This is a ‘throwing it out there’ piece. Thoughts remain in need of refinement.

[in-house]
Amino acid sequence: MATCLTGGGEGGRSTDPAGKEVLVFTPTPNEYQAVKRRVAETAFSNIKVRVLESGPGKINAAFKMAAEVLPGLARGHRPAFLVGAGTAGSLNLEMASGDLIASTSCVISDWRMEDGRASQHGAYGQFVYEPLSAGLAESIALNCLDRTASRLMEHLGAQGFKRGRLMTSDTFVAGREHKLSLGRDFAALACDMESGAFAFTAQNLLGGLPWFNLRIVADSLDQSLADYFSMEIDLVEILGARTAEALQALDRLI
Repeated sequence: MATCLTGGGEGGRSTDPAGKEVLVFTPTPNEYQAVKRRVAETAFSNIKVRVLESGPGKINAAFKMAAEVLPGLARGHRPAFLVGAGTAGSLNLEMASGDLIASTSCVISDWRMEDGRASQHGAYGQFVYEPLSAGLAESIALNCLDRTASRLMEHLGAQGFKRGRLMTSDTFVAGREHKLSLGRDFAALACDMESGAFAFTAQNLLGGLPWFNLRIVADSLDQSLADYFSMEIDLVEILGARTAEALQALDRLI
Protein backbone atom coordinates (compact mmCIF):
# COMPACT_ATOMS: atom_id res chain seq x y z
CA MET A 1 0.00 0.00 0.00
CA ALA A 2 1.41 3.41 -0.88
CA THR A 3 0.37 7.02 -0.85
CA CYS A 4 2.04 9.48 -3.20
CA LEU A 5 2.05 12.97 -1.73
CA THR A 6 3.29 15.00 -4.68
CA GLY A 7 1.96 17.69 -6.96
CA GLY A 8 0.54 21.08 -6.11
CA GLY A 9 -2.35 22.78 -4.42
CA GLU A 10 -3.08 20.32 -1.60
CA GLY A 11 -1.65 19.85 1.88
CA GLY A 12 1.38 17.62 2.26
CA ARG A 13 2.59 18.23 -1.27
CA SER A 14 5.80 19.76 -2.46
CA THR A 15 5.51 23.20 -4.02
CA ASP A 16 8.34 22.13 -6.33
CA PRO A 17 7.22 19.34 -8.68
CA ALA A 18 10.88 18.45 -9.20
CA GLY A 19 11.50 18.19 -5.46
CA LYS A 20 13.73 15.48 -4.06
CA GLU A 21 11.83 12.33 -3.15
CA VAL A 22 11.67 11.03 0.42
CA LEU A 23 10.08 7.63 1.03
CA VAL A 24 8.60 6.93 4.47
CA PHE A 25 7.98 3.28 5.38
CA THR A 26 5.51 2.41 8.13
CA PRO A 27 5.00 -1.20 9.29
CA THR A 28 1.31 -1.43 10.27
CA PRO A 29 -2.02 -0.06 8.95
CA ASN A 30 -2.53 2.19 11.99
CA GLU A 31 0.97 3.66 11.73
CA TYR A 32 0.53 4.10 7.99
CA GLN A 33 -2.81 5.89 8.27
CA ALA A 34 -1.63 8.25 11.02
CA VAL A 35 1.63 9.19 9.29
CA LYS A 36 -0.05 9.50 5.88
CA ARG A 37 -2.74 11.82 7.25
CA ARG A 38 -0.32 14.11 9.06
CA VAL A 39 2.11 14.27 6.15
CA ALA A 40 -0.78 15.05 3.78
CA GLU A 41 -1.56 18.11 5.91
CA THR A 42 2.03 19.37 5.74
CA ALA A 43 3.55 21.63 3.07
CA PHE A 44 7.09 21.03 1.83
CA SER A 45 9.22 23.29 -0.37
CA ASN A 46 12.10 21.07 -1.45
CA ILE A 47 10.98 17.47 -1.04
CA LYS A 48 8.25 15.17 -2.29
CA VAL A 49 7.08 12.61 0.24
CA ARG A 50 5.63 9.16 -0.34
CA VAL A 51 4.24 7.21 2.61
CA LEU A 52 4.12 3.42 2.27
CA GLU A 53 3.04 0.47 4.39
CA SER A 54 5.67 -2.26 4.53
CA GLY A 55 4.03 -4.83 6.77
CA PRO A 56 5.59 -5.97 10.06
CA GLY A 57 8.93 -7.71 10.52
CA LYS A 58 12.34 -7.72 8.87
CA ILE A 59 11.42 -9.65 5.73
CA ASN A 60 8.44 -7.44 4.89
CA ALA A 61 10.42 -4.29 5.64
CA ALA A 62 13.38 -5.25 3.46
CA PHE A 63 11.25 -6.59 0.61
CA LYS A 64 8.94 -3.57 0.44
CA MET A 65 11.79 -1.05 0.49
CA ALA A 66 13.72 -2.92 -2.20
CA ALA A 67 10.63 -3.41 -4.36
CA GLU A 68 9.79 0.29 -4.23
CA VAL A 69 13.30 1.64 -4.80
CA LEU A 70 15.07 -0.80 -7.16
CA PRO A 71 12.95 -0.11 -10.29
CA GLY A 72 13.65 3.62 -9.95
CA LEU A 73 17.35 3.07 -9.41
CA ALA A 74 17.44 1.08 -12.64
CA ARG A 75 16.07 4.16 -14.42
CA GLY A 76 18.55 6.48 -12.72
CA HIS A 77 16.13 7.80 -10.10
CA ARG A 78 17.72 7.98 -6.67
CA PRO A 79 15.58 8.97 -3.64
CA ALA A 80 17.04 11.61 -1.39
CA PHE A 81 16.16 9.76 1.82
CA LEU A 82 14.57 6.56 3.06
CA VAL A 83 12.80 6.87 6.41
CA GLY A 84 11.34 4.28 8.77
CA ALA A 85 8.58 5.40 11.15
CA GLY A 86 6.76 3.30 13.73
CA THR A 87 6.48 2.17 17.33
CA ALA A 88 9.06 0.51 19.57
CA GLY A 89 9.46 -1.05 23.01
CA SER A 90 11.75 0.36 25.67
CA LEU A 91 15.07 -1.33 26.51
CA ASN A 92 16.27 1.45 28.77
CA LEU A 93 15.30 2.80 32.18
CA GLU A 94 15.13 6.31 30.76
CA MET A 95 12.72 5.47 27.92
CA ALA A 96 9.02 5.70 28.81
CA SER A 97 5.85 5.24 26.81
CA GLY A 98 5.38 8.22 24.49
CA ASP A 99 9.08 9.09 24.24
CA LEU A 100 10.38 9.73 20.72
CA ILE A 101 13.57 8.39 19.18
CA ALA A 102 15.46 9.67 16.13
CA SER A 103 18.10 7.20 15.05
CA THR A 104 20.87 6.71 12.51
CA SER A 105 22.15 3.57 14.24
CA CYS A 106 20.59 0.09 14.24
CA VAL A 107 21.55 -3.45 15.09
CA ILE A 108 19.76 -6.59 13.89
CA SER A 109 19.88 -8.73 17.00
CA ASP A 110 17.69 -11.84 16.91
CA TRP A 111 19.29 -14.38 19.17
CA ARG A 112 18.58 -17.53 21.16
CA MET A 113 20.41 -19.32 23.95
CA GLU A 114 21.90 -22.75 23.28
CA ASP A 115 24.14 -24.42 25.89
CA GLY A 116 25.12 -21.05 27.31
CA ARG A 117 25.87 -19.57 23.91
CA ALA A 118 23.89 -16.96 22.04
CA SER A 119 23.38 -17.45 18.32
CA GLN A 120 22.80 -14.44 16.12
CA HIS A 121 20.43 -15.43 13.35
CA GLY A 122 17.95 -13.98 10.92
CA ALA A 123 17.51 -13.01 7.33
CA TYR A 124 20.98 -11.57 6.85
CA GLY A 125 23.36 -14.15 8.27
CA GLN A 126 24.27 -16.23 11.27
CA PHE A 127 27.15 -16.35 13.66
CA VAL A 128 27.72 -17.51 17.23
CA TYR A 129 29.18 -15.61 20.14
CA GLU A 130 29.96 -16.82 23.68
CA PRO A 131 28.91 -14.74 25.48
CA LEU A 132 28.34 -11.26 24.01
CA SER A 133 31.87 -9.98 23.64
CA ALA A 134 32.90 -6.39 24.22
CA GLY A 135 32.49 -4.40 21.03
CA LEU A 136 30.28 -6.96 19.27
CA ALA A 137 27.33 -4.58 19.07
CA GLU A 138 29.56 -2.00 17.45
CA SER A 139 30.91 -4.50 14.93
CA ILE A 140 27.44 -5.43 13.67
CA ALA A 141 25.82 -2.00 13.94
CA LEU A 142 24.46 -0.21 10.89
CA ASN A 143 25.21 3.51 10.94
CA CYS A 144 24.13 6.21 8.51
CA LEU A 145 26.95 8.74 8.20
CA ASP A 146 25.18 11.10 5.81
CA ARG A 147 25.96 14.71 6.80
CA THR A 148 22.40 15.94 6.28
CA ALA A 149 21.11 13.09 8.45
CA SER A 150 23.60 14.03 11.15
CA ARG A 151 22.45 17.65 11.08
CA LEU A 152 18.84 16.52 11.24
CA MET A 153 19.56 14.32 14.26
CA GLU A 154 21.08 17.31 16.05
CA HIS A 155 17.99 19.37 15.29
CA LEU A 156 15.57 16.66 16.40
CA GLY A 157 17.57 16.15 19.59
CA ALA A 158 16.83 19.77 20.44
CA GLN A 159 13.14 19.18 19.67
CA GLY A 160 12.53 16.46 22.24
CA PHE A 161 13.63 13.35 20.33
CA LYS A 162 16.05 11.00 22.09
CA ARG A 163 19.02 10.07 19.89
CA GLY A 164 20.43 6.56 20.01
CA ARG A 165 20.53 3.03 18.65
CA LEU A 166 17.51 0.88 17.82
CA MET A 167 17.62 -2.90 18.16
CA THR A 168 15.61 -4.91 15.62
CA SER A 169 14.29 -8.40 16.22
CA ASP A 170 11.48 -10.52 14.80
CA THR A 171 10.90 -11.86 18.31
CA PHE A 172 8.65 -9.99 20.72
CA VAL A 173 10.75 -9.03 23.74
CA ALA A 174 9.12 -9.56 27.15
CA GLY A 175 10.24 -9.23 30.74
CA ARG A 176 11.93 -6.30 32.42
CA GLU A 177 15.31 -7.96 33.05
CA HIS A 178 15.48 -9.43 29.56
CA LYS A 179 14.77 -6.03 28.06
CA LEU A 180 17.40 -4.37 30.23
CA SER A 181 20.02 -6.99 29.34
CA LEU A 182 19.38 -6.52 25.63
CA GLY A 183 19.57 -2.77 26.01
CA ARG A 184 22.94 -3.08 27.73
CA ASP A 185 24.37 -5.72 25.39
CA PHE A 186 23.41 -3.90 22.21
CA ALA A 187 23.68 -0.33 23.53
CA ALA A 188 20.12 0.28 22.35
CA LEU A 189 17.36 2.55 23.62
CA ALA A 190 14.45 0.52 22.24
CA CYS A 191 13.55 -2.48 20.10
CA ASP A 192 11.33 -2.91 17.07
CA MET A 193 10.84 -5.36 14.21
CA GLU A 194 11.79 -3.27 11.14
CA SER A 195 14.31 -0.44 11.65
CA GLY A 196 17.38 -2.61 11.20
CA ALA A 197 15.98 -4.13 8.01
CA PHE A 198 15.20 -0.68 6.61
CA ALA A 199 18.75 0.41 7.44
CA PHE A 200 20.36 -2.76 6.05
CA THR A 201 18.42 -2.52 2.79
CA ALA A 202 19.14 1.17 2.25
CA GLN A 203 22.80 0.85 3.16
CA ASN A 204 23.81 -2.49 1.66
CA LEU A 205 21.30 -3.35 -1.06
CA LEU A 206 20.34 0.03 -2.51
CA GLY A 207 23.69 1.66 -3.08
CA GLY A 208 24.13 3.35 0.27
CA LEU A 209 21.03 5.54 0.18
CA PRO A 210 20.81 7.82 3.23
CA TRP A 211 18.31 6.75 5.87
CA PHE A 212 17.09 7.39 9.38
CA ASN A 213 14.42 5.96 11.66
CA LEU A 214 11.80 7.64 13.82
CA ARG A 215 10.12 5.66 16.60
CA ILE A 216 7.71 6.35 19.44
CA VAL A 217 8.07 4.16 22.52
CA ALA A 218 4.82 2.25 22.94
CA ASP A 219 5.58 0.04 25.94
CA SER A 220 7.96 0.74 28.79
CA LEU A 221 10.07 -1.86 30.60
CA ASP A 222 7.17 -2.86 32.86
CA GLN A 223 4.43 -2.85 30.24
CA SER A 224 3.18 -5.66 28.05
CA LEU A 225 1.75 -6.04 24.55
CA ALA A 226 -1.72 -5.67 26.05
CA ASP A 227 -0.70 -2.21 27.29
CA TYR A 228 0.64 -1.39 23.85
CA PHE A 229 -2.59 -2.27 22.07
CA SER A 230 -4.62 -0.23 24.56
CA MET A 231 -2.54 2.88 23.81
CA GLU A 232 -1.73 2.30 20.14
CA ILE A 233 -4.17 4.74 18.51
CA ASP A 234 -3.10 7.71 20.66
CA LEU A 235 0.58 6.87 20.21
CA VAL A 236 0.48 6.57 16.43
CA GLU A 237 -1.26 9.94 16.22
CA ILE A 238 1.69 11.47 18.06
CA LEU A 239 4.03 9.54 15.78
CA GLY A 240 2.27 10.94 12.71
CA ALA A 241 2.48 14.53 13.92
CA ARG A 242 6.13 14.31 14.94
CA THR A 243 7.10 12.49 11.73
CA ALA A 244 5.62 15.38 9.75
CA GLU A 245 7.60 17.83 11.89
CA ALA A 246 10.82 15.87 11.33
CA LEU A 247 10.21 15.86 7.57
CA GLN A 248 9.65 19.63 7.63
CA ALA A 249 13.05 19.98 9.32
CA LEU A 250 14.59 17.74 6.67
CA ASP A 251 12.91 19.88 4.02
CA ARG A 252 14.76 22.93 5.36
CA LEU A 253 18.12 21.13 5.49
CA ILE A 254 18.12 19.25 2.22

Charity insolvency has never been the focus of sustained policy attention. Governed alternatively by company and trusts law, no tailored regime exists. Although there has been a lack of interest in charity insolvency, the picture is brighter elsewhere. In the context of commercial insolvency, a considerable body of critical literature has developed, emphasising the public interests at stake in winding up, and the importance of corporate ‘rescue’ where it is possible. This approach is self-consciously communitarian: rather than looking at insolvency as a legal event upon which property is distributed to entitled creditor, it looks at the impact of closure on wider societal interests.